WASHINGTON (CN) — An American woman who took her newborn out of Italy at 8 weeks fought at the Supreme Court on Wednesday to upend the standards of what constitutes habitual residence in custody battles over infants.
Though the Sixth Circuit ruled that Michelle Monasky violated child-abduction rules in taking the child away from her father, Domenico Taglieri, the justices in Washington appeared uncertain in oral arguments of how to proceed.
“What do we do? I mean, I think in their brief they said she doesn’t speak Italian and doesn’t have a job. … This standard that I read, she didn’t mention this, but it says you can’t put the child in an intolerable situation,” Justice Stephen Breyer said. “You’d think where the mother is being beaten up, that would be an intolerable situation.”
In this case, Monasky claims that the physically abuse she suffered from Taglieri continued into her ninth month of pregnancy in early 2015, and that the conception itself was the result of sexual assault. She says the only reason she stayed in Italy during her pregnancy was that doctors warned her about a miscarriage.
Since Taglieri had moved 165 miles away from her while she was pregnant, Monasky says she only saw him on some weekends for increasingly violent visits.
With her husband still 165 miles away after she gave birth, Monasky got help in the first two weeks from her mother. At 6 weeks, Monasky and her child went to a safe house for battered women. It took two weeks for the baby, described in the case record only as A.M.T., to get a U.S. passport allowing them to leave the country.
At oral arguments this morning, Taglieri’s attorney Andrew Pincus said there were ways to escape this abuse and remain in Italy, including separation.
Pincus argued that Monasky’s actions up until she fled showed an intent to remain in Italy.
“I think one of the unusual facts could be in a situation where it was clear that the abused parent wanted to get away, was determined to get away, and the evidence is the husband thwarted her at every turn,” Pincus said. “That’s not what the district court found here.”
Justice Samuel Alito asked the Mayer Brown lawyer about a child’s indifference to residence: If a child is young enough, in this case an infant, why would it make a difference where they were raised?
Pincus replied that the habitual-residence standards of the Hague Convention on the Civil Aspects of International Child Abduction serve both to identify the proper country to host custody disputes and to deter parents from internationally abducting their children.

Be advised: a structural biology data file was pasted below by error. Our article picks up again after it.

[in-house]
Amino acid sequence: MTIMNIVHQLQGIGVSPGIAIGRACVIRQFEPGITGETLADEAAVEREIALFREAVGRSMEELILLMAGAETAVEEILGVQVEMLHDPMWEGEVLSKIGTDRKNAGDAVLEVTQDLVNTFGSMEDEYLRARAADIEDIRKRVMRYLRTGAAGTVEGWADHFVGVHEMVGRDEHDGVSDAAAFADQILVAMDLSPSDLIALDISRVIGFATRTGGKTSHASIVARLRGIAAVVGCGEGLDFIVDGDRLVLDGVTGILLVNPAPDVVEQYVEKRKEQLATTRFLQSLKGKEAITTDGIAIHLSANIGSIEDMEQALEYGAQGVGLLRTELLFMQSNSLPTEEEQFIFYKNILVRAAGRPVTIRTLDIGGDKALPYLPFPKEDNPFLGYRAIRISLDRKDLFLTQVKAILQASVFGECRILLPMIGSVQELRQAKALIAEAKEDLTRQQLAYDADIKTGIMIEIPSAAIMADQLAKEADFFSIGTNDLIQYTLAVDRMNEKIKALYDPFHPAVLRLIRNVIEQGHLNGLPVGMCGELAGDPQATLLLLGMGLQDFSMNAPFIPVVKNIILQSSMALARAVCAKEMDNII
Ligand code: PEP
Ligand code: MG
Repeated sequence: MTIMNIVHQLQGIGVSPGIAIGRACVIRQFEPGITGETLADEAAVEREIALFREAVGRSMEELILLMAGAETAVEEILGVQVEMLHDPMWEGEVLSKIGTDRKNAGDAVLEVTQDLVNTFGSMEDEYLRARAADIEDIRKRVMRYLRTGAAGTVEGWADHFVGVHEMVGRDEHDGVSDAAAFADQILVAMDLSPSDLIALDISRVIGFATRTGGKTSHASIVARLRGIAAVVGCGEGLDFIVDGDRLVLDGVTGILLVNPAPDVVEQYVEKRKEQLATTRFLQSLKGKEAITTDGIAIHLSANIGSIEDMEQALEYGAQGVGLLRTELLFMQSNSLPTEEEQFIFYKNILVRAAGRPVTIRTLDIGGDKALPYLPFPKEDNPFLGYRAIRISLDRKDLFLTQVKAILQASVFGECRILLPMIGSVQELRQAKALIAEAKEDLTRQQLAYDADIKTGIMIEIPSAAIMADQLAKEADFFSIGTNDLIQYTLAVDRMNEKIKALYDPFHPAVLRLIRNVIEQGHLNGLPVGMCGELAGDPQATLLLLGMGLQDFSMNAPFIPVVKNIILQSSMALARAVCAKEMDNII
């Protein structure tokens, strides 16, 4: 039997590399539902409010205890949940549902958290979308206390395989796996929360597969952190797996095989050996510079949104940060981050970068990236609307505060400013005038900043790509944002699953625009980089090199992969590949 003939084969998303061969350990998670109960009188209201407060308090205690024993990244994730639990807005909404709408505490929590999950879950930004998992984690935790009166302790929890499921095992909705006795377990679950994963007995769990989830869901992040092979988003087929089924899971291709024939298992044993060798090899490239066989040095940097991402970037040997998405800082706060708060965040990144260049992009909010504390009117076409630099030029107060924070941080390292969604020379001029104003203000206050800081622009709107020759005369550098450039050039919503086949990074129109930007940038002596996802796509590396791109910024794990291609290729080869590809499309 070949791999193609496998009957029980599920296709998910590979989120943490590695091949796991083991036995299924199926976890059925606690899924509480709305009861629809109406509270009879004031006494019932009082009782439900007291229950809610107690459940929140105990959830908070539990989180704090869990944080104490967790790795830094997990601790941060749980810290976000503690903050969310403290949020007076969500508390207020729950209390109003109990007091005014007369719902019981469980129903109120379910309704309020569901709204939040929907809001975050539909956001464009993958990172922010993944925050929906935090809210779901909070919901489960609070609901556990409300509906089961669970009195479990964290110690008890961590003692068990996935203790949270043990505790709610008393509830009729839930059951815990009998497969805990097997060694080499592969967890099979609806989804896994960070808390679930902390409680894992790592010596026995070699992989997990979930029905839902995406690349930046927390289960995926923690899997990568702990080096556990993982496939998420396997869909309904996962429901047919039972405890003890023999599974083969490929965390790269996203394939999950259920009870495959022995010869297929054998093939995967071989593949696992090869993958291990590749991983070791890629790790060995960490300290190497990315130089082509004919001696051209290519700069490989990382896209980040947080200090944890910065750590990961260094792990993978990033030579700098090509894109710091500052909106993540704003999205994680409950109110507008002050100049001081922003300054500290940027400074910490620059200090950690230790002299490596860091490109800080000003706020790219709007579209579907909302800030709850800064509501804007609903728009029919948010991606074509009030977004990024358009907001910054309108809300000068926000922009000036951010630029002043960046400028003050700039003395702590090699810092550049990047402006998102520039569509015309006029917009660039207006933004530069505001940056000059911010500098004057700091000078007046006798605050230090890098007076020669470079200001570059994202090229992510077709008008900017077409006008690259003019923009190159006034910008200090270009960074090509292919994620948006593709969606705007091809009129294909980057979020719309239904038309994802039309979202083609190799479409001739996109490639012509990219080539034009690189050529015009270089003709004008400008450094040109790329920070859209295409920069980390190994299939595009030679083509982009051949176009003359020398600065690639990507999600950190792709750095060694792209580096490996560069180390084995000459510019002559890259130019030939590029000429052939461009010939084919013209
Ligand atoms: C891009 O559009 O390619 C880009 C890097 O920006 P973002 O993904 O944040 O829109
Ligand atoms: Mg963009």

While the government supported neither position Wednesday, Assistant to the U.S. Solicitor General Sopan Joshi argued the court should interpret Hague Convention standards consistently. No part of this standard determines the age of a child as a mitigating factor when determining habitual residence.
“Habitual residence is a flexible, fact-intensive concept,” Joshi said. “That’s precisely why the drafters and ratifiers of the Hague Convention picked it over the alternatives, like domicile or nationality. It asks a very straightforward question: where does the child usually live? Where’s the child at home?”
Alito said he felt the government’s position mirrored foreign court decisions related to Hague Convention standards, which were flexible interpretations. This was unhelpful if there was no definition of habitual residence.
Chief Justice John Roberts said infants don’t have many habits, “other than one or two.”
Joshi disagreed, however, when Roberts said the habit of a child was unimportant to the drafters of the Hague Convention standards when trying to establish residency.
“It isn’t,” Joshi said. “I think it’s important to realize that, although the word is habitual the term habitual residence and the use of the word habitual originated in the Hague Convention in French. Habitual in that context translated means usual or customary. It doesn’t necessarily mean as a habit.”
Monasky’s lawyer Amir Tayrani argued Wednesday that, since A.M.T. was removed from Italy at such an early age, there was nothing habitual about her time in Italy. An attorney with the firm Gibson, Dunn and Crutcher, Taryani also said there was no “meeting of the minds” between the parents on their intent to raise their child in Italy.
Justice Ruth Bader Ginsburg told Tayrani this interpretation could wreak havoc on a swathe of custody cases governed by this convention, causing many children to be disenfranchised from their current countries, or homes.
Tayrani said the interpretation could be narrow: Only infant children who had no time to acclimate to their surroundings should be considered to have no habitual residency.
Ginsburg also noted that many custody disputes include an acrimonious relationship between the parents, and that Taryani’s interpretation would hold that these couples had no such agreement on the upbringing of their child.
Tayrani again said the interpretation he seeks is limited. “That would only be the case your honor, if the acrimony was simultaneous with the pregnancy and birth,” he said. “In other cases, involving infants, the breakdown of the relationship may occur later in time. And if there was a meeting of the minds after the child’s birth, that would be controlling. A single parent could not unilaterally disavow that agreement.”
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